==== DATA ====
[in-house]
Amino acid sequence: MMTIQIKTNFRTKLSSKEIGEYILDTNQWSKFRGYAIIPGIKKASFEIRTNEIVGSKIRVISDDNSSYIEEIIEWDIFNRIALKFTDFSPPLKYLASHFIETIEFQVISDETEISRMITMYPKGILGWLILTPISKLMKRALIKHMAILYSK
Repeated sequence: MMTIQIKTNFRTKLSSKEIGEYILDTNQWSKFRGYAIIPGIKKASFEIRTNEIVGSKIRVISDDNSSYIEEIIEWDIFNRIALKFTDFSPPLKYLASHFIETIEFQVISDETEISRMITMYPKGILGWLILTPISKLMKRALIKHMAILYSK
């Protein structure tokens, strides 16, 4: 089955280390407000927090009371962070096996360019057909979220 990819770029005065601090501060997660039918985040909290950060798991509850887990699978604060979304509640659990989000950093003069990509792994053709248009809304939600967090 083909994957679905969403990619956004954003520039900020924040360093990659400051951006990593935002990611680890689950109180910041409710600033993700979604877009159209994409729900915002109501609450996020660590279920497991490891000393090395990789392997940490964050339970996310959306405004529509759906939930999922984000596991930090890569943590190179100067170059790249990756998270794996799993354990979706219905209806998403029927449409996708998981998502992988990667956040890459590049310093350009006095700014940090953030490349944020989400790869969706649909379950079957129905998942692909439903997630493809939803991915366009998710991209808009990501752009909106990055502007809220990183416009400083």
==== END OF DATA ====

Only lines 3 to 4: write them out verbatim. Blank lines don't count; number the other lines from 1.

Repeated sequence: MMTIQIKTNFRTKLSSKEIGEYILDTNQWSKFRGYAIIPGIKKASFEIRTNEIVGSKIRVISDDNSSYIEEIIEWDIFNRIALKFTDFSPPLKYLASHFIETIEFQVISDETEISRMITMYPKGILGWLILTPISKLMKRALIKHMAILYSK
């Protein structure tokens, strides 16, 4: 089955280390407000927090009371962070096996360019057909979220 990819770029005065601090501060997660039918985040909290950060798991509850887990699978604060979304509640659990989000950093003069990509792994053709248009809304939600967090 083909994957679905969403990619956004954003520039900020924040360093990659400051951006990593935002990611680890689950109180910041409710600033993700979604877009159209994409729900915002109501609450996020660590279920497991490891000393090395990789392997940490964050339970996310959306405004529509759906939930999922984000596991930090890569943590190179100067170059790249990756998270794996799993354990979706219905209806998403029927449409996708998981998502992988990667956040890459590049310093350009006095700014940090953030490349944020989400790869969706649909379950079957129905998942692909439903997630493809939803991915366009998710991209808009990501752009909106990055502007809220990183416009400083």